Without further ado, here’s the simple program I wrote to run the TTL:

Arduino code for controlling optogenetics

I’ve put info into the comments about what the bits of code mean, hopefully it all makes sense. I found the Arduino to be quite easy to code (which I’m pretty sure is the point of them), so I would absolutely recommend any readers to pick one up. Anyone planning in vivo or in vitro optogenetics studies should consider controlling optogenetics with Arduino.

Even if you have no specific projects in mind, I think it’s great for everyone to have at least a basic understanding of electronic circuits and coding. And you might just find that you can solve some problems much easier than you thought.

A device for controlling optogenetics

I will add here an update about a device I have made to easily control optogenetics. I added a couple of dials to allow the user to easily switch pulse on-time and frequency, and housed it with a BNC output for the TTL. I have called it the EasyTTL Uno, and it is available to purchase in my shop. Alternatively, I have made the design specs and code freely available on Hackaday.

The EasyTTL Uno provides a single channel TTL output for controlling an optogenetics laser or LED. Stimulation parameters (pulse on-time and pulse frequency) are controlled by dials, and the flashing is turned on/off with a toggle switch. It’s super-easy to use, and fully customisable if you want to set your own flashing parameters. Please do check it out.

How High Can You Go?

Validating optogenetic stimulation frequency

For my most recent optogenetics experiment, I did a full validation for the optimal optogenetics stimulation frequency. FYI, I would recommend doing this for any new paradigm.

I took a safe “positive control” measure that I knew would be influenced by my neurones of interest. I then applied a ramped increase in stimulation frequencies: 1, 2, 5, 10 and 20 Hz. This gave me what is essentially a dose response, with increasing food intake up to 5 Hz. But it then plateaued with no further increases at higher frequencies. I was then able to select the 5 Hz frequency as my optimal, as it gave me a maximal response while limiting the amount of light.

This is important, because the light is not only phototoxic at high levels, it can produce neuronal activation in the absence of ChR2. I say this, because I will always see some amount of c-fos at the fibre site, even in control mice. And this is why it is so important to include non-ChR2 mice in your study. You also find that at higher light power and frequencies, that your action potential fidelity drops.

What’s the optimal stimulation frequency?

I digress. And ramble. My point today is to talk about the optimal frequency with which to stimulate your opto mice. I have in the past used 10 Hz, or sometimes even 20 Hz, just as a kind of industry standard, without proper optimisation. This is easy to do, but as I’ve just shown, is often not the optimum for your experiment.

A common stimulation paradigm in the literature is to stimulate at 20 Hz in a pulsed manner – for example flashing for 1 second, then off for 3 seconds in a cycle. The popularity of this method likely stems from its use by Aponte, Atasoy and Betley in their early seminal works1-3.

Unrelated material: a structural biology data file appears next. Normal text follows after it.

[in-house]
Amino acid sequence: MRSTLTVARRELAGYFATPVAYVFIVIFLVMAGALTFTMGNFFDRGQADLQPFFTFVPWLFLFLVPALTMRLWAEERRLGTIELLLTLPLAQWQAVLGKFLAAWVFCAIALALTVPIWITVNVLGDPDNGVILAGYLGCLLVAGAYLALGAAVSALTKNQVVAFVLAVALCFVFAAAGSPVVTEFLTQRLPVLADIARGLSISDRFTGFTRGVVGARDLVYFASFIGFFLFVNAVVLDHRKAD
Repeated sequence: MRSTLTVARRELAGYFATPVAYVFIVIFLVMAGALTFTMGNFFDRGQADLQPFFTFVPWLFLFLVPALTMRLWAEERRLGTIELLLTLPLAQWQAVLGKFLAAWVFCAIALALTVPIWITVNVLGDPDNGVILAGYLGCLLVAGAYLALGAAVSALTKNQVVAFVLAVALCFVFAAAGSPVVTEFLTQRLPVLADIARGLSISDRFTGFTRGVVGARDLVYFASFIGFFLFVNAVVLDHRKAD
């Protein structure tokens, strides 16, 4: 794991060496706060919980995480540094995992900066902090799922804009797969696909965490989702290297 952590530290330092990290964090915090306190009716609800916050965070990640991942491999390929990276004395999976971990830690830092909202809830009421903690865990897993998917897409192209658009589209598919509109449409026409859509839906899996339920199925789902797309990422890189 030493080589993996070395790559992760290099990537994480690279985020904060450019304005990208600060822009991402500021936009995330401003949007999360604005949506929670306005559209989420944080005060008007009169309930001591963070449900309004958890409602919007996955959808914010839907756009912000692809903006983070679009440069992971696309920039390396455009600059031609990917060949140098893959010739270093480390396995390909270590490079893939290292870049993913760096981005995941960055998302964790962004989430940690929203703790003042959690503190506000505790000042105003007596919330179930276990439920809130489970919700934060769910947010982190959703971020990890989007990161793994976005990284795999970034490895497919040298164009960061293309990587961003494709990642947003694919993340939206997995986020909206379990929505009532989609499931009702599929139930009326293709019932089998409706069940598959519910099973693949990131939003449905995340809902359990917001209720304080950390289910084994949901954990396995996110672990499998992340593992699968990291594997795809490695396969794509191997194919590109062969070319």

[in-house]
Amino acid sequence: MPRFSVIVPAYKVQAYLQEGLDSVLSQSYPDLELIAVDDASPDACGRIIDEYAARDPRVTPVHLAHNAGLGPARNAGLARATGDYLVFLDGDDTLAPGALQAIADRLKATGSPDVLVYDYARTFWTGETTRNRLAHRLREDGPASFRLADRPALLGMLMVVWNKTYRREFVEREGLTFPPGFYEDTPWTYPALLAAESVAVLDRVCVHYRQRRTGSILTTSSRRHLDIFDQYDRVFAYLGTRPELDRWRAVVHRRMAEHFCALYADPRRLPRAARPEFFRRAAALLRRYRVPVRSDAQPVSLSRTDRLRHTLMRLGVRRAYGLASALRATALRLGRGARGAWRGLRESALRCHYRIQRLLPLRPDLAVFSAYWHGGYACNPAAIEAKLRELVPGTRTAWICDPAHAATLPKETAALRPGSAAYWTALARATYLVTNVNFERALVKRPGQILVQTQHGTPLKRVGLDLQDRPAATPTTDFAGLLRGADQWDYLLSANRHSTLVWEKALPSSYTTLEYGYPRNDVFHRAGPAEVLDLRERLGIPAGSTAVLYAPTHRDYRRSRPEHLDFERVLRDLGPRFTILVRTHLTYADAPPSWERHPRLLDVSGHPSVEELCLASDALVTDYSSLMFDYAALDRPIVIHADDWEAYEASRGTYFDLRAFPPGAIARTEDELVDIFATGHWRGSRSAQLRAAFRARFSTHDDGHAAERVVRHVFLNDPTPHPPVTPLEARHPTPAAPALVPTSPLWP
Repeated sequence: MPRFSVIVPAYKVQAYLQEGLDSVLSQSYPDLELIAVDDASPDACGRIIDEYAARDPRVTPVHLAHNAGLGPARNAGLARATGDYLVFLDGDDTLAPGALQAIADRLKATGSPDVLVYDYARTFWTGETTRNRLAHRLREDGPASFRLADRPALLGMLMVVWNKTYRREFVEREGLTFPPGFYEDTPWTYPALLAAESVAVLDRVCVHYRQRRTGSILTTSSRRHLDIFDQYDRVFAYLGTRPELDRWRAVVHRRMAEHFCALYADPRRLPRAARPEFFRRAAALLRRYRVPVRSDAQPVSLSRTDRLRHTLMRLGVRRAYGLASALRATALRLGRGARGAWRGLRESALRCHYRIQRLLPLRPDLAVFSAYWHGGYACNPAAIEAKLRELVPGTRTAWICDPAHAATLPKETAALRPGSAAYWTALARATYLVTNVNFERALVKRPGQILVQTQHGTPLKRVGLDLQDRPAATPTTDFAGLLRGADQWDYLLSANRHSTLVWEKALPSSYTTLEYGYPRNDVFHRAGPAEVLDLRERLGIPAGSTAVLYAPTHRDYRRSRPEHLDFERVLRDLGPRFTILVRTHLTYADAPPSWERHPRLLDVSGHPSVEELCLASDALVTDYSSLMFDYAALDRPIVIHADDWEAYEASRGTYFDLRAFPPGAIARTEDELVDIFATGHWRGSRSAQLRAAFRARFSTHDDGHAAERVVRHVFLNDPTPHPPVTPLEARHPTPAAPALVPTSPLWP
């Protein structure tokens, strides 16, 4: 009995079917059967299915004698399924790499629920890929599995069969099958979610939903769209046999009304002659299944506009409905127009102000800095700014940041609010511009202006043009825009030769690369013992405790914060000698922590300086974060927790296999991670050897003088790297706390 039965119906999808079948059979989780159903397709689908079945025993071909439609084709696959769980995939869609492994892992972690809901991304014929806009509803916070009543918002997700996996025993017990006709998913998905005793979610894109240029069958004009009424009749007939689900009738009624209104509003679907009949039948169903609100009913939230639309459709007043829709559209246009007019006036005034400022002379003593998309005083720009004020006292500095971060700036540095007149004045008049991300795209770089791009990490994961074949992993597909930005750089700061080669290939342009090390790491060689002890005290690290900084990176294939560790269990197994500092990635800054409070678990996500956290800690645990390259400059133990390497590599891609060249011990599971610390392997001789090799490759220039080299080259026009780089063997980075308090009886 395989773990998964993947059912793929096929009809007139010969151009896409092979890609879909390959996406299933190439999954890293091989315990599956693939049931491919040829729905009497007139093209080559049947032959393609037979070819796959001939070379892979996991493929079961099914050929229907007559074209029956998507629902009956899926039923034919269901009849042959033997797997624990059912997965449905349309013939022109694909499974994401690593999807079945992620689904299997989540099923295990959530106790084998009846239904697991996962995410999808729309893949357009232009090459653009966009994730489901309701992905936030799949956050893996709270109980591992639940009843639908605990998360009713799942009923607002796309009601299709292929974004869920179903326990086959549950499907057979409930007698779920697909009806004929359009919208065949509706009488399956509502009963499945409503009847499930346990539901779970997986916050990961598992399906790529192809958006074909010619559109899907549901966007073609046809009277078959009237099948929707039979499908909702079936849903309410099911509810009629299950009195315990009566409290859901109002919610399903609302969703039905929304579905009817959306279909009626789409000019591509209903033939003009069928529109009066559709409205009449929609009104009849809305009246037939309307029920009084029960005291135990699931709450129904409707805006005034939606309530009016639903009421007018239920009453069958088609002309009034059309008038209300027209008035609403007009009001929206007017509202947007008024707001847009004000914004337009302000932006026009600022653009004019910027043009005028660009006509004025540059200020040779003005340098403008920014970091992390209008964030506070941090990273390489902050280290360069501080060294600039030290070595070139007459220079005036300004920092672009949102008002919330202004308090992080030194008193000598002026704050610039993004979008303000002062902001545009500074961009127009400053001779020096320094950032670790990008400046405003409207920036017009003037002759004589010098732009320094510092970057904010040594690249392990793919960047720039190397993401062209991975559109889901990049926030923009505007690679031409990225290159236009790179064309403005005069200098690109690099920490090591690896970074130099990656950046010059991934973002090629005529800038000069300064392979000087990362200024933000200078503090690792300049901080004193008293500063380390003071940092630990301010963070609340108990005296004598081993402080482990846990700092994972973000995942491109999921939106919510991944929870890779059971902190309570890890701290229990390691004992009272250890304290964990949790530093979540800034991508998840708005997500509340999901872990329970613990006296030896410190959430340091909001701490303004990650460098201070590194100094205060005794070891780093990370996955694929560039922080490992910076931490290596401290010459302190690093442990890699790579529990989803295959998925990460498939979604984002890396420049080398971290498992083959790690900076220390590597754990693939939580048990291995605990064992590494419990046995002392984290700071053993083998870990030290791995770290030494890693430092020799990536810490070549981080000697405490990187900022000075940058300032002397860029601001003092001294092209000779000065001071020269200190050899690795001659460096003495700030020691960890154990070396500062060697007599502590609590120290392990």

And these come from the much earlier finding by Van Den Top that AgRP neurones fire in such bursting patterns following activation by ghrelin4. So, for experiments involving AgRP neurones, this stimulation paradigm does make sense, as it closely mimics normal physiological activity in the activated state.

A concerning pattern

However, I have noticed a collaborator who uses a similar stimulation pattern, but at even higher frequencies (30 Hz pulsed 1 second on, 3 seconds off). My problem with this begins with the fact that I have recorded from his neuronal population of interest, and they do not fire in such bursts (I have told him this).

Even more concerning, is the question as to whether those neurones are even capable of firing at 30 Hz. It might seem like I’m being overly dramatic, but this is a genuine concern; some neurones are capable of firing much faster, like 100 Hz, but many are not. And there is an even deeper concern, which is that if you overstimulate a neurone, you can drive it so depolarised that it is incapable of generating an action potential – in essence you silence the neurone.

Optogenetic frequency validation

The potential to optogenetically silence neurones was well shown by Lin et al.5, who compared various opsins including our perennial favourite, ChR2(h134r) (Figure 1). They found that at 25 Hz, ChR2(h134r) only has about 25-50 % fidelity, depending on the light irradiance.

But why is this? You need to take into account the time it takes for the opsin to close after light off, which is 18 ms for ChR2(h134r). And this leaves very little time for the neurone to recover at a high optogenetics stimulation frequency. It should be noted, as well, that Lin et al. used very short stimulation times of 0.5 ms, whereas most people use 10 ms in vivo. This means that if you were to stimulate at 30 Hz with 10 ms on time (as my colleague did), you have 23 ms of light off between each flash.

You then have to take into account an 18 ms delay for the ChR2 to close, and that gives 5 ms for neuronal recovery for the next action potential. My point here is not to bash on my colleague, but rather to stress the importance of optimising your stimulation protocol, and in particular not to overdo the irradiance and high frequency stimulation.

How to determine optimal stimulation protocol

For me, there are three factors to consider when planning your optimal stimulation protocol:

  • How do these neurones normally fire when activated? Trying to mimic as closely as possible the natural firing dynamics of your neurones of interest is, in my opinion, the best way to go. This is probably best done by current clamp patching of identified neurones and then applying something to activate them eg. applying ghrelin to AgRP neurones.